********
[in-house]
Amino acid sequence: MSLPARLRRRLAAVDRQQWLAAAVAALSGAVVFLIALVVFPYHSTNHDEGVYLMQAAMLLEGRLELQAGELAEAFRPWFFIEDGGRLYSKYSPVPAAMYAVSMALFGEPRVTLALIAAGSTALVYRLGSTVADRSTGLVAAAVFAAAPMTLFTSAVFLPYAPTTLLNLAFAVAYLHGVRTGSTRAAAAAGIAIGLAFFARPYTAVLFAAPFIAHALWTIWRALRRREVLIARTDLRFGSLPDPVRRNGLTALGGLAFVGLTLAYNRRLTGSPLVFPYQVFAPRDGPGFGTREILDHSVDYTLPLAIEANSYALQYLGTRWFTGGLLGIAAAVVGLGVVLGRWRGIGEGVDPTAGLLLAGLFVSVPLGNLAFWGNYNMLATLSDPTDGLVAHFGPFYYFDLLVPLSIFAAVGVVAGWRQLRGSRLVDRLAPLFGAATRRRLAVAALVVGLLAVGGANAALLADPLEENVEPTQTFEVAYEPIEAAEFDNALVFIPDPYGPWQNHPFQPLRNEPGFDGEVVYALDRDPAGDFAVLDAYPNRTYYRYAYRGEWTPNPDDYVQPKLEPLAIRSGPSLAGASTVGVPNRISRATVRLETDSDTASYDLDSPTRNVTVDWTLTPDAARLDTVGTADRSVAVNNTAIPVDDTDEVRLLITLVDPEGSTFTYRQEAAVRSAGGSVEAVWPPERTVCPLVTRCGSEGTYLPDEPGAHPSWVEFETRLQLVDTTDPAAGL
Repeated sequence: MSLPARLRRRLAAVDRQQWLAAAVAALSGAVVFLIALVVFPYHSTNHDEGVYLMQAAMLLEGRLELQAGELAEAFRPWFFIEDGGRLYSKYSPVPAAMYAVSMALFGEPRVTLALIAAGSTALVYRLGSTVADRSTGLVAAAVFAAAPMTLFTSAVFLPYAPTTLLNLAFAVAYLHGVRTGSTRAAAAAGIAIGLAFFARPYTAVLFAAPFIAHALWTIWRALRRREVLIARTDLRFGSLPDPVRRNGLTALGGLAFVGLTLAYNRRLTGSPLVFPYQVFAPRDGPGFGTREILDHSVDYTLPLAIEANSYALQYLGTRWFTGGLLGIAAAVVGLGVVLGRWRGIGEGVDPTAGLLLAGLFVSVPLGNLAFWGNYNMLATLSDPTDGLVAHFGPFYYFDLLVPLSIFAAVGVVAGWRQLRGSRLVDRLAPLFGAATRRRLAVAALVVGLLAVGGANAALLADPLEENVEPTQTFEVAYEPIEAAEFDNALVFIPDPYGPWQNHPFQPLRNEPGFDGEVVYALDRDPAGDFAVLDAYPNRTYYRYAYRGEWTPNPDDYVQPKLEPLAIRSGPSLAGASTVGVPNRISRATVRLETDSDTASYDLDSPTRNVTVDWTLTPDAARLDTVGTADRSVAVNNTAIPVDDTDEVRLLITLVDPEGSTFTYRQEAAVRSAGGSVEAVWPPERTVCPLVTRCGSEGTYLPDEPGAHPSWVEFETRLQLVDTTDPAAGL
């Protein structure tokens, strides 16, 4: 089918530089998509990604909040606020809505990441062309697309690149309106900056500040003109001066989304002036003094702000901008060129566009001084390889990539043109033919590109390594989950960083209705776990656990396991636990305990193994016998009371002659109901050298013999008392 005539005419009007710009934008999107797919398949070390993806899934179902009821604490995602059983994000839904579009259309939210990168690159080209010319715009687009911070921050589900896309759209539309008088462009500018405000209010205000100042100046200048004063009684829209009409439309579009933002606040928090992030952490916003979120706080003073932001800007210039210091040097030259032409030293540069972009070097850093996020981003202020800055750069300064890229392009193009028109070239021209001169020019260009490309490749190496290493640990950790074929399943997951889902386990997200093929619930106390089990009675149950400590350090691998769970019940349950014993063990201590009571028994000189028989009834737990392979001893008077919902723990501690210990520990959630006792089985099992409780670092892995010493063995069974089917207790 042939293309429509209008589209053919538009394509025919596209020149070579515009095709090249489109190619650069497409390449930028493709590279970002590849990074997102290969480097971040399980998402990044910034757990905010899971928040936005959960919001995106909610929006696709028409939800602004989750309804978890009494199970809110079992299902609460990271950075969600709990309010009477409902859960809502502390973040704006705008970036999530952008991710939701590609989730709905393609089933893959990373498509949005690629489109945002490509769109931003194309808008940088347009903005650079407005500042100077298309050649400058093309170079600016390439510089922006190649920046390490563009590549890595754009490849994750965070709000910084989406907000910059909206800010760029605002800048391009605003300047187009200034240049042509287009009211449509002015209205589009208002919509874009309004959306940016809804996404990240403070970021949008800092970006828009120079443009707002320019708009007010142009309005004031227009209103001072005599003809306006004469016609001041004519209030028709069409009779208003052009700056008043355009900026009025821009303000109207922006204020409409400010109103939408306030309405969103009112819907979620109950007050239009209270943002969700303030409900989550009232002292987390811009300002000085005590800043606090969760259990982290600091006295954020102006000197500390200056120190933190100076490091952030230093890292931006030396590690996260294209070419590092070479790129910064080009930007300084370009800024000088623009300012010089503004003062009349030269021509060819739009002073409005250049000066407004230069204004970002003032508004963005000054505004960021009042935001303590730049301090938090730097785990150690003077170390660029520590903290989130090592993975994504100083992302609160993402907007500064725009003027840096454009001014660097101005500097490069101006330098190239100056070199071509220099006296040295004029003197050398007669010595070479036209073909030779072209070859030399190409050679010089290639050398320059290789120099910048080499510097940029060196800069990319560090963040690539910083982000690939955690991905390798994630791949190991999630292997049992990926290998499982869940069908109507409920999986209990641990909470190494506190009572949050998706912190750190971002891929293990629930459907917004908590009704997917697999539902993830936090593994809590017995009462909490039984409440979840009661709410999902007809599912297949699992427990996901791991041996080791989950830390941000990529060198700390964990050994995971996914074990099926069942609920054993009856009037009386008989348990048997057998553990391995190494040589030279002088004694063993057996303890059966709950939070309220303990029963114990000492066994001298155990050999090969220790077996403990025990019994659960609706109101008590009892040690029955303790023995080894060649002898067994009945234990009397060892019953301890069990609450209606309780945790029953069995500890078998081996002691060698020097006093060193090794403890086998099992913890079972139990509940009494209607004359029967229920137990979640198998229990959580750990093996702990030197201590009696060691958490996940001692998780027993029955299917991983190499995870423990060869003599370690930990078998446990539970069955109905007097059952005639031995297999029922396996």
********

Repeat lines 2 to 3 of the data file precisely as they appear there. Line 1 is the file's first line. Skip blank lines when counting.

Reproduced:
Amino acid sequence: MSLPARLRRRLAAVDRQQWLAAAVAALSGAVVFLIALVVFPYHSTNHDEGVYLMQAAMLLEGRLELQAGELAEAFRPWFFIEDGGRLYSKYSPVPAAMYAVSMALFGEPRVTLALIAAGSTALVYRLGSTVADRSTGLVAAAVFAAAPMTLFTSAVFLPYAPTTLLNLAFAVAYLHGVRTGSTRAAAAAGIAIGLAFFARPYTAVLFAAPFIAHALWTIWRALRRREVLIARTDLRFGSLPDPVRRNGLTALGGLAFVGLTLAYNRRLTGSPLVFPYQVFAPRDGPGFGTREILDHSVDYTLPLAIEANSYALQYLGTRWFTGGLLGIAAAVVGLGVVLGRWRGIGEGVDPTAGLLLAGLFVSVPLGNLAFWGNYNMLATLSDPTDGLVAHFGPFYYFDLLVPLSIFAAVGVVAGWRQLRGSRLVDRLAPLFGAATRRRLAVAALVVGLLAVGGANAALLADPLEENVEPTQTFEVAYEPIEAAEFDNALVFIPDPYGPWQNHPFQPLRNEPGFDGEVVYALDRDPAGDFAVLDAYPNRTYYRYAYRGEWTPNPDDYVQPKLEPLAIRSGPSLAGASTVGVPNRISRATVRLETDSDTASYDLDSPTRNVTVDWTLTPDAARLDTVGTADRSVAVNNTAIPVDDTDEVRLLITLVDPEGSTFTYRQEAAVRSAGGSVEAVWPPERTVCPLVTRCGSEGTYLPDEPGAHPSWVEFETRLQLVDTTDPAAGL
Repeated sequence: MSLPARLRRRLAAVDRQQWLAAAVAALSGAVVFLIALVVFPYHSTNHDEGVYLMQAAMLLEGRLELQAGELAEAFRPWFFIEDGGRLYSKYSPVPAAMYAVSMALFGEPRVTLALIAAGSTALVYRLGSTVADRSTGLVAAAVFAAAPMTLFTSAVFLPYAPTTLLNLAFAVAYLHGVRTGSTRAAAAAGIAIGLAFFARPYTAVLFAAPFIAHALWTIWRALRRREVLIARTDLRFGSLPDPVRRNGLTALGGLAFVGLTLAYNRRLTGSPLVFPYQVFAPRDGPGFGTREILDHSVDYTLPLAIEANSYALQYLGTRWFTGGLLGIAAAVVGLGVVLGRWRGIGEGVDPTAGLLLAGLFVSVPLGNLAFWGNYNMLATLSDPTDGLVAHFGPFYYFDLLVPLSIFAAVGVVAGWRQLRGSRLVDRLAPLFGAATRRRLAVAALVVGLLAVGGANAALLADPLEENVEPTQTFEVAYEPIEAAEFDNALVFIPDPYGPWQNHPFQPLRNEPGFDGEVVYALDRDPAGDFAVLDAYPNRTYYRYAYRGEWTPNPDDYVQPKLEPLAIRSGPSLAGASTVGVPNRISRATVRLETDSDTASYDLDSPTRNVTVDWTLTPDAARLDTVGTADRSVAVNNTAIPVDDTDEVRLLITLVDPEGSTFTYRQEAAVRSAGGSVEAVWPPERTVCPLVTRCGSEGTYLPDEPGAHPSWVEFETRLQLVDTTDPAAGL